Oblique projection

Figure 6.8 shows part of a plain bearing in orthographic

Planometric Drawing

Fig. 6.3 Construction principles for points in space, with complete solution

Figure 6.8 shows part of a plain bearing in orthographic

View Orthographic Projection Drawing

Fig. 6.3 Construction principles for points in space, with complete solution

Oblique Drawing
7
Oblique Drawings Sketches
Fig. 6.4 Views (b), (c) and (d) are isometric projections of the section in view (a)
Plan Oblique Projection

Fig. 6.6 Isometric constructions for corner radii

Robot Orthographic

Fig. 6.6 Isometric constructions for corner radii projection, and Figs 6.9 and 6.10 show alternative pictorial projections.

It will be noted in Figs 6.9 and 6.10 that the thickness of the bearing has been shown by projecting lines at 45° back from a front elevation of the bearing. Now, Fig. 6.10 conveys the impression that the bearing is thicker than the true plan suggests, and therefore in Fig. 6.9 the thickness has been reduced to one half of the actual size. Figure 6.9 is known as an oblique

Plotted curve

Plotted curve

Oblique Curves

Curve by approximate construction faces and backwards to the opposite sides. Note that the points of tangency are marked, to position the slope of the web accurately.

With oblique and isometric projections, no allowance is made for perspective, and this tends to give a slightly unrealistic result, since parallel lines moving back from the plane of the paper do not converge.

—*

A

V

V

Curve by approximate construction

Fig. 6.7 Relationship between plotted points and constructed isometric circles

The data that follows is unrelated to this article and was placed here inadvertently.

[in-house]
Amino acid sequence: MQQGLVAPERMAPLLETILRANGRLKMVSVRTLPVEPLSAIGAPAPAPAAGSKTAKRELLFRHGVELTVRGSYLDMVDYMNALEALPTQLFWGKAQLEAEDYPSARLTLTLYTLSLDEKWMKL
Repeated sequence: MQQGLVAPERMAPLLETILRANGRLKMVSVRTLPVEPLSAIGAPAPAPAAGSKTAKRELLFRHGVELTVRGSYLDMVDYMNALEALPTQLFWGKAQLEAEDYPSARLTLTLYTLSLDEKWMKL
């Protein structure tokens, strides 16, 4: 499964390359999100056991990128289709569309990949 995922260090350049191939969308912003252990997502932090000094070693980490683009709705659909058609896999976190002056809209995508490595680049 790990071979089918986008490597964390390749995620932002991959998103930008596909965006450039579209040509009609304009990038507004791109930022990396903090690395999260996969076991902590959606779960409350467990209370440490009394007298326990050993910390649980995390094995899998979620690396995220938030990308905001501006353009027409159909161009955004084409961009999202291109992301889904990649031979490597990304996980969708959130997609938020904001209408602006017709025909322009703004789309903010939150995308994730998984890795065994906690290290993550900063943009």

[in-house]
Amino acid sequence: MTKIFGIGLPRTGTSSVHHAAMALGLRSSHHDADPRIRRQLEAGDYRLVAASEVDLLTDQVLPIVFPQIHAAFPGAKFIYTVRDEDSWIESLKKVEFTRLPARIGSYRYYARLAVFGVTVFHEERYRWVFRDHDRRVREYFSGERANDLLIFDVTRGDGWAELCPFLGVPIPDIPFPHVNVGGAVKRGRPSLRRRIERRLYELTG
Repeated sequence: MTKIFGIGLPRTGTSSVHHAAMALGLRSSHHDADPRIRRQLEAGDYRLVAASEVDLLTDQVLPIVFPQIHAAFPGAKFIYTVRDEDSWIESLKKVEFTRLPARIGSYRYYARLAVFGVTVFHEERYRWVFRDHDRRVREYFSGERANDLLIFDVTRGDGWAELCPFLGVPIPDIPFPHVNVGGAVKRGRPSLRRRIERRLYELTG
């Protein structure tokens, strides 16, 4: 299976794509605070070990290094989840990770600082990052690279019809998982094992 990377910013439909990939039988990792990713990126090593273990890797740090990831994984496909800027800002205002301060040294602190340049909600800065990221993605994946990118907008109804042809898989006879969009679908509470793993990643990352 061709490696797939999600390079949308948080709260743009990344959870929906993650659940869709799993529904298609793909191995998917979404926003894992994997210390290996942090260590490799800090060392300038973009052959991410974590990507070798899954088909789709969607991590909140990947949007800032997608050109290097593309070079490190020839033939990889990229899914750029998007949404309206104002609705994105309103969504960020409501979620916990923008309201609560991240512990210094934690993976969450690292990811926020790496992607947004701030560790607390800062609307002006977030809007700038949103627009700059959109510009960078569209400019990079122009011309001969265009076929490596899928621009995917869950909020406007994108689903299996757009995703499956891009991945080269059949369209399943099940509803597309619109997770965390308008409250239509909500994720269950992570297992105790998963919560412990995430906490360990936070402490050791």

Fig. 6.7 Relationship between plotted points and constructed isometric circles

projection, and objects which have curves in them are easiest to draw if they are turned, if possible, so that the curves are presented in the front elevation. If this proves impossible or undesirable, then Fig. 6.11 shows part of the ellipse which results from projecting half sizes back along the lines inclined at 45°.

A small die-cast lever is shown in Fig. 6.12, to illustrate the use of a reference plane. Since the bosses are of different thicknesses, a reference plane has been taken along the side of the web; and, from this reference plane, measurements are taken forward to the boss

Oblique Perspective Curved

Tangency

Tangency

Dimetric Projection
Fig. 6.12

Further information regarding pictorial representations, reference can be made to BS EN ISO 5456 - 3. The Standard contains details of Dimetric, Trimetric, Cavalier, Cabinet, Planometric and Perspective projections.

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  • olga
    How to construct the plan a tetrahedron in an orthographic projection?
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